In Reply:—

In their letter, Drs. Barahal and Sims describe a situation in which suction to the patient’s airway before bronchoscopy caused a problem with the Narkomed 6000 ventilator (Draeger Medical Inc., Telford, PA). Draeger Medical Inc. investigated this problem and would like to describe the findings and the results of the investigation.

When the clinical circumstances of this event were recreated, it was determined that a negative pressure of −375 mmHg was applied to the airway through a 14-French suction catheter drawing a flow of 30 l/min through the catheter. When the same suction level was applied through the bronchoscope suction port, only 4.6 l/min of flow was drawn through the port, and the problem could not be recreated. Therefore, it seems that the initial airway suctioning was the inciting event, not the suction through the bronchoscope.

The problem described by Drs. Barahal and Sims occurred when a relatively high negative pressure, resulting in a high degree of suction flow, was applied to the patient’s airway during ventilation. If the suction flow is high enough, it will exceed the capacity of the ventilator’s negative-pressure relief system. The resulting negative pressure in the breathing system holds the diaphragm control valves closed in such a way that gas cannot enter the breathing system and relieve the negative pressure. A similar situation was reported to Draeger Medical Inc. by another institution where a high degree of negative pressure was applied to the airway through a misplaced nasogastric tube.

Typical clinical guidelines for suction applied to the adult airway recommend that suction pressure be set as low as possible to clear secretions effectively. Desirable suction levels in the range of −100 to −150 mmHg applied for up to 15 s have been cited. 1American Society for Testing and Materials standard F960 governing Medical and Surgical Suction and Drainage Systems offers a maximum static vacuum level of −160 mmHg for adult tracheal suctioning as a guideline. 2When the suction regulator used by Drs. Barahal and Sims was adjusted to −120 mmHg, 18 l/m of flow was drawn through the 14-French suction catheter, and the ventilator problem could not be made to occur.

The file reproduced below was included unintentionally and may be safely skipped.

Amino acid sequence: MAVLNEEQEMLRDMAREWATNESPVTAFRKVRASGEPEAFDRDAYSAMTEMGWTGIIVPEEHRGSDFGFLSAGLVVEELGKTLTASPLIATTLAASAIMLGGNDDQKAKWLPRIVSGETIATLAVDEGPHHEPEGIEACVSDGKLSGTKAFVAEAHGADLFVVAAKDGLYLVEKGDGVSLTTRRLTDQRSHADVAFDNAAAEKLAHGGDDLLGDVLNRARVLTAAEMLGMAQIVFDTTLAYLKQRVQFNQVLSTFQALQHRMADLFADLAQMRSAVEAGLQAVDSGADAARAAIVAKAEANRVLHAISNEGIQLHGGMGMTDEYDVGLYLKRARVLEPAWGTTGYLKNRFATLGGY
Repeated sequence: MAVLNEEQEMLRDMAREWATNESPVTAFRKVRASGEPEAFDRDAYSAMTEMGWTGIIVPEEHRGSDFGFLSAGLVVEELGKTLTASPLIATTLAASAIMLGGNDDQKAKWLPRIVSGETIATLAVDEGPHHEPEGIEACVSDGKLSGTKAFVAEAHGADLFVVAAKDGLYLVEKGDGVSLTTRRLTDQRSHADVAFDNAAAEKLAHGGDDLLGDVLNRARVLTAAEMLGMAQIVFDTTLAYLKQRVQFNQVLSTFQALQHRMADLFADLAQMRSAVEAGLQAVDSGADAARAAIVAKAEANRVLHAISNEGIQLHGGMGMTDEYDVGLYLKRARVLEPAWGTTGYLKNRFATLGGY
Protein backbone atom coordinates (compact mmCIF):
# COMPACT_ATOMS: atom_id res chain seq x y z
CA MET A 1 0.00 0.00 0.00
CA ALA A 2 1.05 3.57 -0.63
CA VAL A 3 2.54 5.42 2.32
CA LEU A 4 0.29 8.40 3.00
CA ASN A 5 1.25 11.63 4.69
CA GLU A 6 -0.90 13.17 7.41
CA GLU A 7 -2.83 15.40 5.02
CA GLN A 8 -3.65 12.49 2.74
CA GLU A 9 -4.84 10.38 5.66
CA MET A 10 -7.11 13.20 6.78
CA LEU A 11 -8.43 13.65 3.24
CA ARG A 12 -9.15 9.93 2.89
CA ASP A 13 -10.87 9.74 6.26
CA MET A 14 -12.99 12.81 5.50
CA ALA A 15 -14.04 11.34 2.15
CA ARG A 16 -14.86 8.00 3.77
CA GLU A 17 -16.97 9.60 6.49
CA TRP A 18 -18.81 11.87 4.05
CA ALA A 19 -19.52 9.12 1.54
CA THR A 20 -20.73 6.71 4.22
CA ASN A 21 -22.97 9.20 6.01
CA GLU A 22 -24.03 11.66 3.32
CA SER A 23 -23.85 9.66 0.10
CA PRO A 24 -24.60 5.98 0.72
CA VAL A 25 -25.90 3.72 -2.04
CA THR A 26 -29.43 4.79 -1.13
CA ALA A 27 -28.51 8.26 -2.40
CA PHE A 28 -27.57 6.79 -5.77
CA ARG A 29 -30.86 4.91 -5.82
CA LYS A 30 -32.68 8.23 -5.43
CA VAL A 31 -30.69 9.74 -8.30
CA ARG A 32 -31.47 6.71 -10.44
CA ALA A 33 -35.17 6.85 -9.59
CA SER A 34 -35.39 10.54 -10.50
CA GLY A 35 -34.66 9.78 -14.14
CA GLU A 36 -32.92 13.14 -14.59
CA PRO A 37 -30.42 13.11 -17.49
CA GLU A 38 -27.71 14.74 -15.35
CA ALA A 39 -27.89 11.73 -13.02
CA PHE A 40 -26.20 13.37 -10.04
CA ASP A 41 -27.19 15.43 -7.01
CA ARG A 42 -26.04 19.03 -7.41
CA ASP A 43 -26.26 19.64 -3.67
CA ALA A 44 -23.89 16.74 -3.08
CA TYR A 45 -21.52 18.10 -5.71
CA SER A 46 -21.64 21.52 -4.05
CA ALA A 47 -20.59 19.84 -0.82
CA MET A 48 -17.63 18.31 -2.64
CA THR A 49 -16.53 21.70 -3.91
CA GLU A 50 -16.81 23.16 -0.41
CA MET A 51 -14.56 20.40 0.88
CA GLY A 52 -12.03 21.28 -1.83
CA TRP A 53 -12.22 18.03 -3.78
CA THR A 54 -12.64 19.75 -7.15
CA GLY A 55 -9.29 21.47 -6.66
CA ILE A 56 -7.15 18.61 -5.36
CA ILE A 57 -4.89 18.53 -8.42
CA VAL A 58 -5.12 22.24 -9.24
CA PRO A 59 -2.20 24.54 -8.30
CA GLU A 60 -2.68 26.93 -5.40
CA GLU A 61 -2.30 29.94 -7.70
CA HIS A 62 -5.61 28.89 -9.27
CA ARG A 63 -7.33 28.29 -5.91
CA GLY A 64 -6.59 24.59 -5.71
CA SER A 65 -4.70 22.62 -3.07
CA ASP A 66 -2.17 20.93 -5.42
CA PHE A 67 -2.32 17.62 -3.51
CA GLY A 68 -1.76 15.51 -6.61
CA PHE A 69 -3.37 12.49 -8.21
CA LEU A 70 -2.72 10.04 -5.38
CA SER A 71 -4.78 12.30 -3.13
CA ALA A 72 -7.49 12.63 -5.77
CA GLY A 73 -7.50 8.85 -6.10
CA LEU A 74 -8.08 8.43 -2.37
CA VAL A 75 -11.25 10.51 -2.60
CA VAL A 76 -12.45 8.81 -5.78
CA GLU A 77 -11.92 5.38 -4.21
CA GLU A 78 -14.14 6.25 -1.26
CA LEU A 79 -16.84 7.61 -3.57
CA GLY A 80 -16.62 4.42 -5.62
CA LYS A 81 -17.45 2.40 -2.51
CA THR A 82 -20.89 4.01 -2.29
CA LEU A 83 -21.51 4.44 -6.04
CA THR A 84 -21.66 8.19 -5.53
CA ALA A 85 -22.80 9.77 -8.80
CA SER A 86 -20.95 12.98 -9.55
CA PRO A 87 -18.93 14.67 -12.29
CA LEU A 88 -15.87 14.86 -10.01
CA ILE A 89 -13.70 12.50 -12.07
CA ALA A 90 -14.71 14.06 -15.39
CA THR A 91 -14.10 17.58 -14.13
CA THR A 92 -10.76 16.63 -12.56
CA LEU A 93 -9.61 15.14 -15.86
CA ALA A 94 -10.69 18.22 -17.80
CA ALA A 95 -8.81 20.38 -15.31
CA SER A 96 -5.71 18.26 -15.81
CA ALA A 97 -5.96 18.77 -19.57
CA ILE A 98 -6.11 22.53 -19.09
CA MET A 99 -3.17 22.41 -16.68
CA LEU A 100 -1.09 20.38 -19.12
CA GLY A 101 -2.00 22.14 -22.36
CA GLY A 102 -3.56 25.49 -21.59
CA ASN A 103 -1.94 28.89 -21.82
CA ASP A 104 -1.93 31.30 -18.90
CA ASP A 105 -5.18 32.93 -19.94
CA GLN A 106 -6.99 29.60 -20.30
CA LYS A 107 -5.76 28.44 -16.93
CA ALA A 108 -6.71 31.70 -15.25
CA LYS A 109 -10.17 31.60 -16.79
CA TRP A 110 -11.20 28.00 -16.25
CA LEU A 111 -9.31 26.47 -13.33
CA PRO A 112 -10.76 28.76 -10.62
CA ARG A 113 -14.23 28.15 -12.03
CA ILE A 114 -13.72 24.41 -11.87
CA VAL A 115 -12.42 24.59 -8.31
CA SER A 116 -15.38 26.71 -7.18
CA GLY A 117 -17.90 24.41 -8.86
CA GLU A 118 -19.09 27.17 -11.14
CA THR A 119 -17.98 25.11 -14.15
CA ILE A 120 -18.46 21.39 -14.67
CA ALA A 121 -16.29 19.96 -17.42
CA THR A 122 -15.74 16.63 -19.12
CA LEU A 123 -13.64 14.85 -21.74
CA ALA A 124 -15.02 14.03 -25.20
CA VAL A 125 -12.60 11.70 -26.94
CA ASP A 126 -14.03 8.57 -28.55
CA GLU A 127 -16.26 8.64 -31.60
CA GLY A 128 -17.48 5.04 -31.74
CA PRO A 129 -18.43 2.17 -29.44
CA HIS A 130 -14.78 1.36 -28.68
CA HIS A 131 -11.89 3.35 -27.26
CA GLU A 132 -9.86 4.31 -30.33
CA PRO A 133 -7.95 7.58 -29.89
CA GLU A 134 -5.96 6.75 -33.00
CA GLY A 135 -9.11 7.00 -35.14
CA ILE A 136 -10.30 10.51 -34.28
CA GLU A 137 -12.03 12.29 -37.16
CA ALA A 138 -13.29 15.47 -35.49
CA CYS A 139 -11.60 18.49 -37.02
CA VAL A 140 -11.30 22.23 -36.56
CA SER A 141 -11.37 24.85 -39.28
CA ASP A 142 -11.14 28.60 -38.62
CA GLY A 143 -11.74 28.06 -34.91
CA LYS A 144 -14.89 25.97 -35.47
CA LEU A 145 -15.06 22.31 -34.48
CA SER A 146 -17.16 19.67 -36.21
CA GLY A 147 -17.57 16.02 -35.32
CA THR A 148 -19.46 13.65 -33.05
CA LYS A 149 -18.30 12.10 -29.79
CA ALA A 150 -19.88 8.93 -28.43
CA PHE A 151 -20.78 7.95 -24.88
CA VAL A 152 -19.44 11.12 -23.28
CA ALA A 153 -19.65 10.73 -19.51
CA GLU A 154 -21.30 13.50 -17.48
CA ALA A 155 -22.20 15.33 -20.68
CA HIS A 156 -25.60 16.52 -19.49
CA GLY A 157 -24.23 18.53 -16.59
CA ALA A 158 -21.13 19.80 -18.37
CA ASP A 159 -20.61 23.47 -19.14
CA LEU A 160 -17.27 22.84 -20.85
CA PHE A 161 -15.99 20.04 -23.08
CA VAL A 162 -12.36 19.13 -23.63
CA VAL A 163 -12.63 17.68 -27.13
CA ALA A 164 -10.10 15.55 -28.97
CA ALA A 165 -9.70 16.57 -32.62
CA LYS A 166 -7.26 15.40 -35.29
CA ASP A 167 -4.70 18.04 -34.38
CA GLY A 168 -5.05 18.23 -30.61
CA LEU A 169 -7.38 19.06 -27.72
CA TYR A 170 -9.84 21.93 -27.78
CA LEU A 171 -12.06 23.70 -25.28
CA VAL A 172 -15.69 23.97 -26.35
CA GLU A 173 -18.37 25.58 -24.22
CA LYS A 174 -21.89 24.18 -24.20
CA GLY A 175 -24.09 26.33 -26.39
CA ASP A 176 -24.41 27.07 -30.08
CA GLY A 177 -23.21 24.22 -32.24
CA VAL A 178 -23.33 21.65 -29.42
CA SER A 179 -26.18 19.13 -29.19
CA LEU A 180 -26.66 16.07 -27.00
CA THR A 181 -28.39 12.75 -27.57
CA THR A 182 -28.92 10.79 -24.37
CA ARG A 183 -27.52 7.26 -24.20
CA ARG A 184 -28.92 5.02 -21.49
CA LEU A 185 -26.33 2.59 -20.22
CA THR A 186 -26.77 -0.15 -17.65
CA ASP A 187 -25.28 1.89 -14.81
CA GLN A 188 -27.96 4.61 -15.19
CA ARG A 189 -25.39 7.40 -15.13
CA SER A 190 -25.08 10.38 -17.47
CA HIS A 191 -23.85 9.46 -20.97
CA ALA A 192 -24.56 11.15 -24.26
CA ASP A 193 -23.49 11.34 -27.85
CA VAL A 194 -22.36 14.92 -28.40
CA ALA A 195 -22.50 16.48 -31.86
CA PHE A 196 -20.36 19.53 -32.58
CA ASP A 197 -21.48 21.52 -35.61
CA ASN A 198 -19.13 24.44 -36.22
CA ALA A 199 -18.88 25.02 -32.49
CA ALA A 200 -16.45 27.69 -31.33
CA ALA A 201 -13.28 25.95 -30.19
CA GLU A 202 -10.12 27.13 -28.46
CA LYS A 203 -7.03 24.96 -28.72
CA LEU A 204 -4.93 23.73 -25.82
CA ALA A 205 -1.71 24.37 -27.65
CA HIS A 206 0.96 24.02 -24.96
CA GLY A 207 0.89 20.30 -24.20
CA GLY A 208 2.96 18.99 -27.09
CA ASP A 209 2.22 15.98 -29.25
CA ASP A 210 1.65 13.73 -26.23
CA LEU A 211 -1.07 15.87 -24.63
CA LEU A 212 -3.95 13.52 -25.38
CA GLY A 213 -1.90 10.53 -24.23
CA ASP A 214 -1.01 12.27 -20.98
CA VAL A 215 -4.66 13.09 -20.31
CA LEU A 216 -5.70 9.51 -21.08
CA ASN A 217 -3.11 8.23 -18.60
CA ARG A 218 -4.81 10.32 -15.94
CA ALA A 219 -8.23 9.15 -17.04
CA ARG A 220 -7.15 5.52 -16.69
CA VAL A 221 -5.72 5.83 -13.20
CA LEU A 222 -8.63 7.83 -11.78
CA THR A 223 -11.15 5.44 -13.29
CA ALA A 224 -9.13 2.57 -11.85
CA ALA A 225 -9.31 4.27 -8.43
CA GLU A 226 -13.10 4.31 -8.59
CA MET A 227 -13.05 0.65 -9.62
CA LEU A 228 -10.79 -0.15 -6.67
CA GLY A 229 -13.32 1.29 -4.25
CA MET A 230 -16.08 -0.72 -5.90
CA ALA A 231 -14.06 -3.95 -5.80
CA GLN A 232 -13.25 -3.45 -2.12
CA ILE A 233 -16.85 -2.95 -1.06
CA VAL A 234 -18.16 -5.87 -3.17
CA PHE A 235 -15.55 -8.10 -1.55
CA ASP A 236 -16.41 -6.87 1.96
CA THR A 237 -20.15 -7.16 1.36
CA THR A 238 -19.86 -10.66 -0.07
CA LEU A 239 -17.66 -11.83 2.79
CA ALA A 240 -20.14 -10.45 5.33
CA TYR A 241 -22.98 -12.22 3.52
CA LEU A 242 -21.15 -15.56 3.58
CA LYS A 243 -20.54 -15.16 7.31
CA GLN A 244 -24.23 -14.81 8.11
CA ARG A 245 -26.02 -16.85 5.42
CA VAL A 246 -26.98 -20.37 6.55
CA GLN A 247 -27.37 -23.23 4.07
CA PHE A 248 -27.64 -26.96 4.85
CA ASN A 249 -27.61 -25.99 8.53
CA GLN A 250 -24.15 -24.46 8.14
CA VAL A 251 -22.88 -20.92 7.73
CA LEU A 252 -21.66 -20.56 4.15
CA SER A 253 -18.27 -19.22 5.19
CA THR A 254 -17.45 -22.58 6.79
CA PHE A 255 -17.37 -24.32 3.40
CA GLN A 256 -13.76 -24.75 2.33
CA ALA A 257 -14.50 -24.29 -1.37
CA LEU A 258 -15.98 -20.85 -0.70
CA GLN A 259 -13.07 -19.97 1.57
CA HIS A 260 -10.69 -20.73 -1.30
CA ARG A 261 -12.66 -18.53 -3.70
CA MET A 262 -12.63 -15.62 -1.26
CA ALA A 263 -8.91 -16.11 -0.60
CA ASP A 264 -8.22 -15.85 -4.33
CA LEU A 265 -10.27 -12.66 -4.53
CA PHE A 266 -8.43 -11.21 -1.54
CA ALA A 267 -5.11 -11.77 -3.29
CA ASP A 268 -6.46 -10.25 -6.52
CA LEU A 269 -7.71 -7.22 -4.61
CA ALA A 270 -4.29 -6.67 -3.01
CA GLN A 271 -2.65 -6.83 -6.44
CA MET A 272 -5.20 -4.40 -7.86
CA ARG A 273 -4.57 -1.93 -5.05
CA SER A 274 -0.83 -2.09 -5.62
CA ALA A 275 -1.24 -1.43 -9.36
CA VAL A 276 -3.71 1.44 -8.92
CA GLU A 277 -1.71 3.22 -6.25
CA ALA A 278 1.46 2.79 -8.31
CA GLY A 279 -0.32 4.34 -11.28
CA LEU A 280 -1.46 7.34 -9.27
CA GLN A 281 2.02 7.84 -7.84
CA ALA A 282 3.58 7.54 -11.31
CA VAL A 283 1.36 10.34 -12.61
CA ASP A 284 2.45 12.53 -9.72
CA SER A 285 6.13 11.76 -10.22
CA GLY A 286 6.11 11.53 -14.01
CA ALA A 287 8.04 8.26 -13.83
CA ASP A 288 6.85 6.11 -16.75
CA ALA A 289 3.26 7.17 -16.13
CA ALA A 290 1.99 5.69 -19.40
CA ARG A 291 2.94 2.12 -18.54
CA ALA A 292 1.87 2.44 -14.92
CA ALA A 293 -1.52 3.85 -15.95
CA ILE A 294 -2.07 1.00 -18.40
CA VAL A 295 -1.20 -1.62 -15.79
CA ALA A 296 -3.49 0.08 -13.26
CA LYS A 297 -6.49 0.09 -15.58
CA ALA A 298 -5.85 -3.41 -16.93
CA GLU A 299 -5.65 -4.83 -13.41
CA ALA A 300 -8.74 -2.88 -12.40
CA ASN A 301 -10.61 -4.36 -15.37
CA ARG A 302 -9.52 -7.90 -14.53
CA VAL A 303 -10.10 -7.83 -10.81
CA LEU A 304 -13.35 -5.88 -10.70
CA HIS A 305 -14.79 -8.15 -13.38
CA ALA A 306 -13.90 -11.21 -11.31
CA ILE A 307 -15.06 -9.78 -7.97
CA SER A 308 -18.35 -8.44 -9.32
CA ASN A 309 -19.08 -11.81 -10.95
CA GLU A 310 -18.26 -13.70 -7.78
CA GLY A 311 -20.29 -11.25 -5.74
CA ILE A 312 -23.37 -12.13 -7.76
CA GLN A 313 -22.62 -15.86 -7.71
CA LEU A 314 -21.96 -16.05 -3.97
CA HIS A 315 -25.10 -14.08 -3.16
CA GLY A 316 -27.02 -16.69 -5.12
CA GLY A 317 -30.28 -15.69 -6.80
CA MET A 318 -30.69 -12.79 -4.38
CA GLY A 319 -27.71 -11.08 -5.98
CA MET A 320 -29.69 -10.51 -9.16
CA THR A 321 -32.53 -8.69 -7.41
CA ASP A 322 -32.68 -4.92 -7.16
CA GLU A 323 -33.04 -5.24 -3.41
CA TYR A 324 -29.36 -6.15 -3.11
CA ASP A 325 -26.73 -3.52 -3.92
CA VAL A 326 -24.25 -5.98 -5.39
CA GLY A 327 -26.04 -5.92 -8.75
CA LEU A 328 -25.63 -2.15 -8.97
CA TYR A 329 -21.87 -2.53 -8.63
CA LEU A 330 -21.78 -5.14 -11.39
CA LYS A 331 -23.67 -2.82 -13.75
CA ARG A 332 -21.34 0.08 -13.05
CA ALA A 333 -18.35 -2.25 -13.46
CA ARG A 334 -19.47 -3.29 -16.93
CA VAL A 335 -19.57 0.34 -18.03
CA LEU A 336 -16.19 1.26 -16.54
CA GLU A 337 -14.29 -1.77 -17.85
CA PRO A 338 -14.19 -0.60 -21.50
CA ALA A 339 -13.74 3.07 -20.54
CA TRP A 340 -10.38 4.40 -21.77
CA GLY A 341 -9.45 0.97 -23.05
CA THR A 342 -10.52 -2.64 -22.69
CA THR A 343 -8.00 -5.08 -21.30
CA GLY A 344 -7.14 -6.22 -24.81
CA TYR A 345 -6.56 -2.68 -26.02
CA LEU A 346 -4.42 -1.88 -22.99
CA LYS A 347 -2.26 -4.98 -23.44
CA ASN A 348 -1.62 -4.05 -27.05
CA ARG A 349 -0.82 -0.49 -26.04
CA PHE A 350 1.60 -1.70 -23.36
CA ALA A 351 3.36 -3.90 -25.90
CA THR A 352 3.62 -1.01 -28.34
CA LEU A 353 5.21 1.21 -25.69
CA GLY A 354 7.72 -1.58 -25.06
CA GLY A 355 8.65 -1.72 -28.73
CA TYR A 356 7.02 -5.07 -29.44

Draeger Medical has taken a number of steps to address this issue. Draeger recommends that regulated suction within the range of typical clinical guidelines be used either when applying suction to the airway or at the time of initial placement of a nasogastric tube before proper placement has been confirmed. We agree with Drs. Barahal and Sims that it is prudent to put the ventilator into “manual” mode and to fill the reservoir bag before applying suction to the airway (or to a gastric tube that may be in the airway). If the reservoir bag empties as suction is applied, suction should be stopped before the bag is completely empty to avoid exposing the breathing circuit to excessive negative pressure. Draeger has also incorporated a help feature into the Narkomed 6000, which appears automatically on the monitor display should this event occur. The help feature guides the user through the simple steps that must be taken to ensure the patient’s safety. Draeger has taken steps to enhance the training process to ensure that all users are made aware of the recommended degree of suction that should be applied to the airway. Finally, changes to the operator’s manual will more clearly describe this situation and the strategies for avoidance.

AARC Practice Guideline: Endotracheal suctioning of mechanically ventilated adults and children with artificial airways. Respir Care 1993; 38: 500–4
AARC Practice Guideline:
Standard specification for medical and surgical suction and drainage systems. ASTM designation F960-86 (reapproved 1993)